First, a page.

Book Image

Appcelerator Titanium Smartphone App Development Cookbook

By : Boydlee Pollentine, Jason Kneen, Jason Kneen
Book Image

Appcelerator Titanium Smartphone App Development Cookbook

By: Boydlee Pollentine, Jason Kneen, Jason Kneen

Overview of this book

This book will take you through the process of building cross-platform, native UI applications for the mobile from scratch. You will learn how to develop apps, how to use GPS, cameras and photos and how to build socially connected apps. You will also learn how to package them for submission to the App Store and Google Play. This cookbook takes a pragmatic approach to creating applications in JavaScript from putting together basic UIs, to handling events and implementation of third party services such as Twitter, Facebook and Push notifications. The book shows you how to integrate datasources and server APIs, and how to use local databases. The topics covered will guide you to use Appcelerator Studio tools for all the mobile features such as Geolocation, Accelerometer, animation and more. You’ll also learn about Alloy, the Appcelerator MVC framework for rapid app development, and how to transfer data between applications using URLSchemes, enabling other developers to access and launch specific parts of your app. Finally, you will learn how to register developer accounts and publish your very own applications on the App Store and Google Play.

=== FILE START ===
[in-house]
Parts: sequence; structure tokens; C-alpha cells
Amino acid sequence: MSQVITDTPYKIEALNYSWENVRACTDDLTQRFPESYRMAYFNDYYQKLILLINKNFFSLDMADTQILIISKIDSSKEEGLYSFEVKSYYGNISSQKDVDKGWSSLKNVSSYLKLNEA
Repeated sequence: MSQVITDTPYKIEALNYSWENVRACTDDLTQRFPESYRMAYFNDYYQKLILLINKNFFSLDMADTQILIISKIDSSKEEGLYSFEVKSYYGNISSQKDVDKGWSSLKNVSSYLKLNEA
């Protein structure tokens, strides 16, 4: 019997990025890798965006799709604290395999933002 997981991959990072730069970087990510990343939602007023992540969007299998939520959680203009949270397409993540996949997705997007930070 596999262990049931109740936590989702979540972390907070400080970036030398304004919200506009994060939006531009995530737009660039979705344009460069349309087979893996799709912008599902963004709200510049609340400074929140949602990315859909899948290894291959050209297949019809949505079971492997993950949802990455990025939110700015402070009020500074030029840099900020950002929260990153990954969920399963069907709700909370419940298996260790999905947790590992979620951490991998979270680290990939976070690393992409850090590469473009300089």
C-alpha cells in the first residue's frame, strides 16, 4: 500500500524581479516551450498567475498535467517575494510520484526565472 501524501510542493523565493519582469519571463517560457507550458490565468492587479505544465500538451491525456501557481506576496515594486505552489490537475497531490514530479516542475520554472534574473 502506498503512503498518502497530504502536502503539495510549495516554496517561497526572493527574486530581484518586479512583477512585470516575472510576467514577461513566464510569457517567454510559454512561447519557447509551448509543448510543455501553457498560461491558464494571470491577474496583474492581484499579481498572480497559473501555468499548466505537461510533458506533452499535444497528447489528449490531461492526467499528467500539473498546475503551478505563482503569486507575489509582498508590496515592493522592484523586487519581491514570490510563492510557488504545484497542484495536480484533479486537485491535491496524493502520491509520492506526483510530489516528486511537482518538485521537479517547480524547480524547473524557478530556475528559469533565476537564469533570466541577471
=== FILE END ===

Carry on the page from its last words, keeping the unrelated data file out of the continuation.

Table of Contents (21 chapters)
Appcelerator Titanium Smartphone App Development Cookbook Second Edition
Credits
About the Author
About the Reviewers
www.PacktPub.com
Preface
Index

Creating a SQLite database


There are many reasons SQLite has become the relational database of choice for mobile handsets. It is scalable, fast, written in native C, and very portable, and has the added benefit of an exceptionally small footprint.

Storing data locally and caching remote data can help speed up data access times in our applications. This is particularly important when mobile devices may have limited connectivity and bandwidth.

There are two ways to create and implement SQLite databases in your application: one is by creating the database in code using SQL, and the other is by copying and attaching an existing database to your app via the install method. In this recipe, we'll explain how to create a database via SQL statements.

How to do it...

Create a new JavaScript file called database.js, and type the following code at the top of your new file:

//create an instance of a database
module.exports = (function() {
  //create the database object
  var db = Ti.Database.open('mydb')...